The 'von Neumann architecture' of dynamically storing the program at a higher level than the activity of the program- this can clearly be related to von Neumann's work going back to the early 1930s. And as for the contention that von Neumann was somehow limiting himself to a single 'central processing unit' (CPU), von Neumann appears to have long been interested in parallel processing, particularly in the nervous system. He felt that 'at this time' (1940s) it was not feasible. However, he did see the question of parallel processing, but logically broke it down discrete processors. Not only does the analog re-enter in the actual physical limitations of digital processing, but the array and communication between digital processes begins to resemble analog sharing. In this way we might find a path from von Neumann's game theory to Stuart Kauffman's boolean networks, although von Neumann deals in more dimensions than Kauffman and most network theorists.

I would agree that the analog/digital contrast appears in the context of computer and electrical design. I was just wondering if anyone had additional insight into who first states the contrast in those terms, and the history of the early philosophical elaboration of that contrast in those terms. I'm sure we all have our take on how this distinction might fit into the broader logical problems of the 19-20th centuries.

**klaus***krippendorff *

january 26, 2000

just a brief comment on shannon and von neumann. shannon's master thesis at mit developed the correspondence of propositional logic and switching algebra. this thesis is celebrated as one of mit’s greatest. it showed that anything statable in propositional logic is in principle computable. this was later adopted and is now associated with von neumann.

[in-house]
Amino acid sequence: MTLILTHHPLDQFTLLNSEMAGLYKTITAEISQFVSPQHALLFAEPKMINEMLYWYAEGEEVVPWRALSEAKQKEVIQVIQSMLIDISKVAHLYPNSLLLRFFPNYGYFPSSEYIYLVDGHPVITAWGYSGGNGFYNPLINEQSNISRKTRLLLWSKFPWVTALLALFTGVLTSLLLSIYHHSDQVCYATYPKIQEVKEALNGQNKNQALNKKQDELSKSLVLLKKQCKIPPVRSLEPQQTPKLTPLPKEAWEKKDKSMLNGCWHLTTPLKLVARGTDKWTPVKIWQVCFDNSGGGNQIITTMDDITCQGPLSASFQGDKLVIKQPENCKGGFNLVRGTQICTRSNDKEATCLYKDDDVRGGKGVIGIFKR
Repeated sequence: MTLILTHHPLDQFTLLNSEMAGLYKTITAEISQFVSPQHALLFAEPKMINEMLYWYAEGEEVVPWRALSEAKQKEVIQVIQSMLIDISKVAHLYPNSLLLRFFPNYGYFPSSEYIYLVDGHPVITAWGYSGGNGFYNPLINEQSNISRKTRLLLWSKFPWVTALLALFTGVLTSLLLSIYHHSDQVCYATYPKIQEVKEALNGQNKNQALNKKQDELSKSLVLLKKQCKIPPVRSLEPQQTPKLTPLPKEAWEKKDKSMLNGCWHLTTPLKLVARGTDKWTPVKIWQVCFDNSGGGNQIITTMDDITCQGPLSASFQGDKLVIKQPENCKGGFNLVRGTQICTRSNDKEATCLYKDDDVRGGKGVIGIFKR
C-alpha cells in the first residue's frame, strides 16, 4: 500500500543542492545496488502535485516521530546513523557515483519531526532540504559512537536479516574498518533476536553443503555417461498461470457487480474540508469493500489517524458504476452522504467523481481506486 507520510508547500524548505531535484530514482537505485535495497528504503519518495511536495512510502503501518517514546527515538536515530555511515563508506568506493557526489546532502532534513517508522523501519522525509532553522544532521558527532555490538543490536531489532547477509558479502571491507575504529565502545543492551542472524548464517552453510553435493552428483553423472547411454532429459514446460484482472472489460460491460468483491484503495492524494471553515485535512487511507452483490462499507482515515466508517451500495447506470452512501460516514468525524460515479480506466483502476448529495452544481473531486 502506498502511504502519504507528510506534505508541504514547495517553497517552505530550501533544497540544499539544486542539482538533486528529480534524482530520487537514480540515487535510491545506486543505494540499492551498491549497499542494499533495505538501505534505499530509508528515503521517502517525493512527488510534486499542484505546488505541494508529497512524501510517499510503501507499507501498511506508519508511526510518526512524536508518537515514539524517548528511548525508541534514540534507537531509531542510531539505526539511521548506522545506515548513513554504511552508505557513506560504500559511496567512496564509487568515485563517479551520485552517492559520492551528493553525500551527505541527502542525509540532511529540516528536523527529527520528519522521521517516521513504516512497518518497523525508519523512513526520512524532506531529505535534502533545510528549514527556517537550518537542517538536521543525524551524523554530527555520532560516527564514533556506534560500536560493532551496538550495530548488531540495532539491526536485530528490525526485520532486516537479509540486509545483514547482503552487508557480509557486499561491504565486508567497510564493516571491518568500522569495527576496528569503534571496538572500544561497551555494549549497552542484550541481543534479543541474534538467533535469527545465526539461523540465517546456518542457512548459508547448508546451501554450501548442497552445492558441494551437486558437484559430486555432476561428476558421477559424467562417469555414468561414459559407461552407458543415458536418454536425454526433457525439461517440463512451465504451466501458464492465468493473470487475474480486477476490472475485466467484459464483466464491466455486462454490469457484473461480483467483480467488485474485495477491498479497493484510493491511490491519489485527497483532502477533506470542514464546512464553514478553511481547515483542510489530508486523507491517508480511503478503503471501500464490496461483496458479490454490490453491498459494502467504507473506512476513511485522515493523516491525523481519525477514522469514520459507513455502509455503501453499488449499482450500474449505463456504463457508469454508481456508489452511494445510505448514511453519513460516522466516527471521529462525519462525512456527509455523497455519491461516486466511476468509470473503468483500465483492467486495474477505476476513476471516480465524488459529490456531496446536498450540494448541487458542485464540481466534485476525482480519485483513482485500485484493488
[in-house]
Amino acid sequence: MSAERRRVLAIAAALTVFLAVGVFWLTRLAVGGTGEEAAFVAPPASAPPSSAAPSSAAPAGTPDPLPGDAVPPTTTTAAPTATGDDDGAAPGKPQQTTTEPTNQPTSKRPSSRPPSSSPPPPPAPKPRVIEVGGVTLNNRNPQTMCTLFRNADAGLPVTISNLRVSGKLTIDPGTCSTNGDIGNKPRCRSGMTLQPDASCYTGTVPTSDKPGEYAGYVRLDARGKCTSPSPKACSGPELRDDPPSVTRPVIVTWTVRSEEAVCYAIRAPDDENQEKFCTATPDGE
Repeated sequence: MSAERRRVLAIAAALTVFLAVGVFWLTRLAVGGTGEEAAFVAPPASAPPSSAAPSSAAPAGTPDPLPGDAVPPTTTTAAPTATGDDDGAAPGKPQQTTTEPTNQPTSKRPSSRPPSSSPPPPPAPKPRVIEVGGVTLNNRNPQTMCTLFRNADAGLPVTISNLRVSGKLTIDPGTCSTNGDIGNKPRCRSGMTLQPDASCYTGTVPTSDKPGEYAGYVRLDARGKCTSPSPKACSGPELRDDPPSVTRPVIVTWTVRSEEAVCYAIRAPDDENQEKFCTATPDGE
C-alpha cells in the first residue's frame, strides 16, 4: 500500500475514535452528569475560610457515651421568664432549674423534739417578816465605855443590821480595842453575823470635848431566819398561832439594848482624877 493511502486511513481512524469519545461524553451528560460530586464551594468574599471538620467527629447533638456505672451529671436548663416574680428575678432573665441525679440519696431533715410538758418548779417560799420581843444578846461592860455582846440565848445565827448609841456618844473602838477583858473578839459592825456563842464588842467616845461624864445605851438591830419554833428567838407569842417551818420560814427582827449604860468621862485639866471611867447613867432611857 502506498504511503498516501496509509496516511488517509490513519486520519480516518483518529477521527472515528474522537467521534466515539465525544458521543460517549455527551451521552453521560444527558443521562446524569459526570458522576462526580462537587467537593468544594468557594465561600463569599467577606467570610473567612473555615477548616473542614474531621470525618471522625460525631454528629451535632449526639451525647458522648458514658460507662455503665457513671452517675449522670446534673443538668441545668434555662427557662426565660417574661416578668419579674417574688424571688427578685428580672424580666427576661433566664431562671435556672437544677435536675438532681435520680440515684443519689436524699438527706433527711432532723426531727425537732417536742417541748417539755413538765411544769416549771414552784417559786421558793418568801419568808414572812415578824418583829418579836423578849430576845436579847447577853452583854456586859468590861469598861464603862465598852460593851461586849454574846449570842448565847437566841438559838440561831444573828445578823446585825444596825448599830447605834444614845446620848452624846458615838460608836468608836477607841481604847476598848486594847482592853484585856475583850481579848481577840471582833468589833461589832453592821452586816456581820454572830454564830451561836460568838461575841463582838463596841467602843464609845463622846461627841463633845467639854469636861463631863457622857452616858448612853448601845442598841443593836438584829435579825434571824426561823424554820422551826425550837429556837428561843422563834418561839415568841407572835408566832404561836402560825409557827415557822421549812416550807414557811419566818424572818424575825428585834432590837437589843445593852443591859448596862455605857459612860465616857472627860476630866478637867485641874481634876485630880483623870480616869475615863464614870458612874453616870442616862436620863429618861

i have no doubt that von neumanns familiarity with goedel helped him to conceptualize putting the computer program into the very space it needs for computation. but this was not the issue, was it.

as far as eniac is concerned, atanasoff never produced a workable computing machine. i know of the law suit in which the eckert/mauchly patents were challenged, but there were other interests involved, for example the military, which didn't want these patents to come through, and there was also a judge who could not see the newness behind digital computers, and particularly eckert's engineering innovations that made the eniac a reality

but not atanasoff's somewhat vague ideas.

Willard Uncapher

January 27, 2000

Indeed, as graduate student during the 1930s, Shannon worked with Vannevar Bush at MIT on the Differential Analyzer and proposed a Boolean Logical Calculus of open/closed, 0/1 to simplify the working of that great electro-mechanical computer. After he got his degrees, he would develop these insights further with Weaver to propose a mathematics of information, again using binaries. However, I would like to distinguish between binary and digital. There is no reason that the 'exit values' of a heuristic or equation need to be 1's or 0s. As we all know, the 1/0s are chosen for reasons such as logical simplicity, the state of the computing machines at that time, and so on. Since all numbers of modulo anything can be represented in modulo 2 (0s and 1s), why not link the fortuitous convergence of on/off, open/closed, 1/0.